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Dr. Shelton's Literary Library

Elizabeth Barrett Browning

Elizabeth Barrett Browning(1806-1861), Victorian English poetess, best known for her romantic The Sonnets from the Portuguese, a series of poems detailing her relationship with her husband, poet Robert Browning.

Browning was born in Durham, England, the eldest of 12 children. Her family was well-to-do, both parents were from wealthy families. Her father owned sugar plantations in Jamaica established by his grandfather. Browning was educated at home by private tutors and learned French, Greek, and Latin, which was rare for a young women of her time.

Browning’s family encourage her interest in writing. Her father published his daughter’s The Battle of Marathon when she was only 14. At age 20, Browning wrote “An Essay on Mind” which was also privately published by her father. By this time, Browning was suffering from a chronic lung infection, possibly tuberculosis. Her illness kept her an invalid, but allowed her to focus on her writing. Also, her father had forbidden any of his children to marry, contributing to her isolation. In the 1830s, with the abolition of slavery and property disputes regarding the plantations in Jamaica, her families fortunes declined somewhat, though they still remained wealthy. They moved, first to Sidmouth and then London, where Browning came into contact with many of her contemporaries in English poetry, including William Wordsworth and Mary Russell Mitford.

It was in London that Browning was stricken with illness again. She was sent to the seaside town of Torquay to recuperate. While there, in 1838, her favorite brother, Bro, drowned, and as a result Browning further withdrew from society. This same year, her The Seraphim and Other Poems was published. As Browning recovered and regained her strength she continued writing. Her works from the early 1840s include The Cry of the Children, and two volumes of Poems. By this time, she was critically acclaimed and her reputation as a writer of both delicate language and deep thought secured.

Her life changed dramatically in 1845, when she first met fellow-poet Robert Browning, whose work she had admired for some time. At the time, she was the better known writer of the two. The poetess was 39 years old and still forbidden to marry, yet she began a secret courtship with a man six years her junior. The couple married privately in September of 1846 and secretly left England for Italy, where they settled in Florence. Browning’s father never forgave her for the marriage.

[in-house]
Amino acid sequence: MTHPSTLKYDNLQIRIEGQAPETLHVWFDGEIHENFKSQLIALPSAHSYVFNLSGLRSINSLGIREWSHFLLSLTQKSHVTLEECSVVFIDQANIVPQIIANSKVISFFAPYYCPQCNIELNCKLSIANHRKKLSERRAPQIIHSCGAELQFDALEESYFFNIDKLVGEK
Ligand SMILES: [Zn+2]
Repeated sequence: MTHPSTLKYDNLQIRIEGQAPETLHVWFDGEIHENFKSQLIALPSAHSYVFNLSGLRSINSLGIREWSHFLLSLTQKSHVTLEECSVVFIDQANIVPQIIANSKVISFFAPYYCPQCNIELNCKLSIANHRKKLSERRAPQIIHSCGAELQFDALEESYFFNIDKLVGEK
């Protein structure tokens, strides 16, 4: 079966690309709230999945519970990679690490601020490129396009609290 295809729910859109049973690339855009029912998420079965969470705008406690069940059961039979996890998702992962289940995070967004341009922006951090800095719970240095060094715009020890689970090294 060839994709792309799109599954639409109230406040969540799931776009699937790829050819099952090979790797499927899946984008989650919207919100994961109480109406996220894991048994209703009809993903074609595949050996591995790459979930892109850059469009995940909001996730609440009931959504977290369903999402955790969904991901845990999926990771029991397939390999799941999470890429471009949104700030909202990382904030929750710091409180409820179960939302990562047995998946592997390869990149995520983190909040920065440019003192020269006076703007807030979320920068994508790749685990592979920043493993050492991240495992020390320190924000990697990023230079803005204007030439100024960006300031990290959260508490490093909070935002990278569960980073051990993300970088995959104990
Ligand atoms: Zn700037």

During their courtship, Browning had written a series of sonnets, telling the story of her relationship with Browning. In order to disguise the identity of the lovers, the sonnets were published in 1850 as Sonnets from the Portuguese. The title was meant to indicate that the work was a translation, when in truth “Portuguese” was Robert Browning’s pet name for his dark-haired wife. Contained in these verses, are the famous opening lines “How do I love thee? Let me count the ways.” The couple’s only child, a son, Robert Wiedemann (called Penini) was born in 1849.

Although the couple traveled extensively, Florence became their home. It was in Florence that Browning was able to blossom, experiencing better health than she had in several years, and also producing some of her best known work. Casa Guidi Windows, published in 1851, was inspired by her adopted country’s struggle for independence. This work, along with The Runaway Slave at Pilgrim’s Point, and Poems Before Congress, indicates a political awakening as well as Browning’s maturation as a writer. These works also demonstrate that, while Browning was a frail-looking, often ill woman, her intellect and character were as strong and passionate as her male contemporaries. In 1856, she published Aurora Leigh, an autobiographical novel in blank verse and her largest work. While well-received by the public, her critics would note find fault in the structure and form of her verse. In her male-dominated age, this was considered “proof” of the inadequacy of women writers.

After the publication of Poems Before Congress in 1860, Browning’s health again deteriorated, but this time, she would not recover. She died, fittingly enough, in her husband’s arms on June 29, 1861. Her grave is in the Cimitero Degli Inglesi in Florence. Her husband continued his career as a poet and became one of the icons of the era, along with Lord Alfred Tennyson. Robert Browning died in 1889 and is buried in the Poet’s Corner at Westminster Abbey in England.

Browning’s frequent illness and delicate appearance, her secret courtship and happy, lasting marriage, and her lyric and intelligent voice as a writer have made her an ideal romantic image of the Victorian era. However, beneath the image was a woman who felt passionately about the mission and responsibilities of artists to the larger world as well as believing that women -- as wives, mothers, and as individuals -- can and should influence society as much as men.

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